Royal recognition for family of young soldier from Lowestoft
THE bravery of a young soldier from Lowestoft who died on the last night of the Falklands War was remembered at a special ceremony this week.
Pte David Parr was 19 when he was killed by so-called 'friendly fire' during the final push to reclaim Port Stanley from Argentine invaders on June 14, 1982.
On Monday, in recognition of his efforts, his 'very proud' brother Harmer was present at the first service of its kind in Norfolk to receive an Elizabeth Cross and memorial scrolls, signed by the Queen.
Until recently, the loss and sacrifice of loved ones left behind by the fallen Service victims of military operations or terrorism since the second world war have not been officially recognised.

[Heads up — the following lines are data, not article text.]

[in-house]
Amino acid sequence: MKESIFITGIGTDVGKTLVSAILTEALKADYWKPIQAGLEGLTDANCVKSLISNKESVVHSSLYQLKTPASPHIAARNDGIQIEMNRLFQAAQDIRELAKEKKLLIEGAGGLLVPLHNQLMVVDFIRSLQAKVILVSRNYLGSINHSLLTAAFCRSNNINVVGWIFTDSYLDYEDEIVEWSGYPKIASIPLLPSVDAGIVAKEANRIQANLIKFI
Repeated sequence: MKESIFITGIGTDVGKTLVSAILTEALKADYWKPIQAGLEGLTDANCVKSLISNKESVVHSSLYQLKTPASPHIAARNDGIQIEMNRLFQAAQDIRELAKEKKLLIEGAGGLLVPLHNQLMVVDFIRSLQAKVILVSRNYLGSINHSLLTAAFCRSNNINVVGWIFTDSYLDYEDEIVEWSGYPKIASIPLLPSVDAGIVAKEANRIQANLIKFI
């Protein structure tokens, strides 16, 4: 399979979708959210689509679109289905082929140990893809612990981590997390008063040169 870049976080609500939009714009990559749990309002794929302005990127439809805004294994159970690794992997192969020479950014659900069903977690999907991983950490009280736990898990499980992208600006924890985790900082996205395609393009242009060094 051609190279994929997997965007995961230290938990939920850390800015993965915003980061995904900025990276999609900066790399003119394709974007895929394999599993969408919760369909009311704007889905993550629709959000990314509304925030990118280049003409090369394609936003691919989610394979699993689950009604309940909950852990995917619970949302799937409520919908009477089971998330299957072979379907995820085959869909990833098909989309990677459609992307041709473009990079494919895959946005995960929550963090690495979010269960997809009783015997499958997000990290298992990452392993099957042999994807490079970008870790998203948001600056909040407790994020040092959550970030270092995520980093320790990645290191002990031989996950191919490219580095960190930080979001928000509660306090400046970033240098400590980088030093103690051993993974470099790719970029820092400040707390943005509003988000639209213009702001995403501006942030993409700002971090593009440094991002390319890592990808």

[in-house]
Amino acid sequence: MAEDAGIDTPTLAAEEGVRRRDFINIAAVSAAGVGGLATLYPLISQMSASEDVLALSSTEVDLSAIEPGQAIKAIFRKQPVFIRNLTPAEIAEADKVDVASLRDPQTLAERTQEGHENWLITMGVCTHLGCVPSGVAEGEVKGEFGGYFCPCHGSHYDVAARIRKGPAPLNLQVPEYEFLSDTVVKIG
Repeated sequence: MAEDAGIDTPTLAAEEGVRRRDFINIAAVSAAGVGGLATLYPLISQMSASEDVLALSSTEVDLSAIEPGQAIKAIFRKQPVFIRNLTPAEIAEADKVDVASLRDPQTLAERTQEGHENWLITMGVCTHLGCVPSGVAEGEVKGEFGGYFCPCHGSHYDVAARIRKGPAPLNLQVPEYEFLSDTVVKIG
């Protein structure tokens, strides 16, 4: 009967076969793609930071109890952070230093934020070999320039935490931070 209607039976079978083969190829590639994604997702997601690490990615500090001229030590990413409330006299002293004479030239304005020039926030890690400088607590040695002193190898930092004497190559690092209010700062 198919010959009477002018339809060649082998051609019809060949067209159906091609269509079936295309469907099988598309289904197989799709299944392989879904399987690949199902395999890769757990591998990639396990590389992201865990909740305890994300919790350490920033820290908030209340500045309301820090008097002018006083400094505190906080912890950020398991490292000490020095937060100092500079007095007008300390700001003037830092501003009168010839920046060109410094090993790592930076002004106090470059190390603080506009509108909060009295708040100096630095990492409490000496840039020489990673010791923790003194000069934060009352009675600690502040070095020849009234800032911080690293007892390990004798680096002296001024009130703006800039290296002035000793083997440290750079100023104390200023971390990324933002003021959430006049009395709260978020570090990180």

But family members from Norfolk and Suffolk were present this week to be honoured at a moving ceremony, held in the historic setting of The Great Hospital in Norwich.
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Mr Parr, who was invited as paratroop David's next of kin, said he was delighted to have received the cross. He added: 'We are very proud of what Dave achieved and what he did in the Falklands, and we are very pleased to see it recognised with such a magnificent award.'
Having joined the army straight from school in 1978, a 'determined' David set out to join the Parachute Regiment. 'After basic training he undertook the gruelling P Company selection process, which quickly weeded out those not meeting the standards,' Mr Parr said. 'The majority of those beginning the course did not complete it. During this period, whenever he was home on leave, he would fill a rucksack full of bricks and go for long runs so as not to lose condition - he was very single-minded about his ambition.'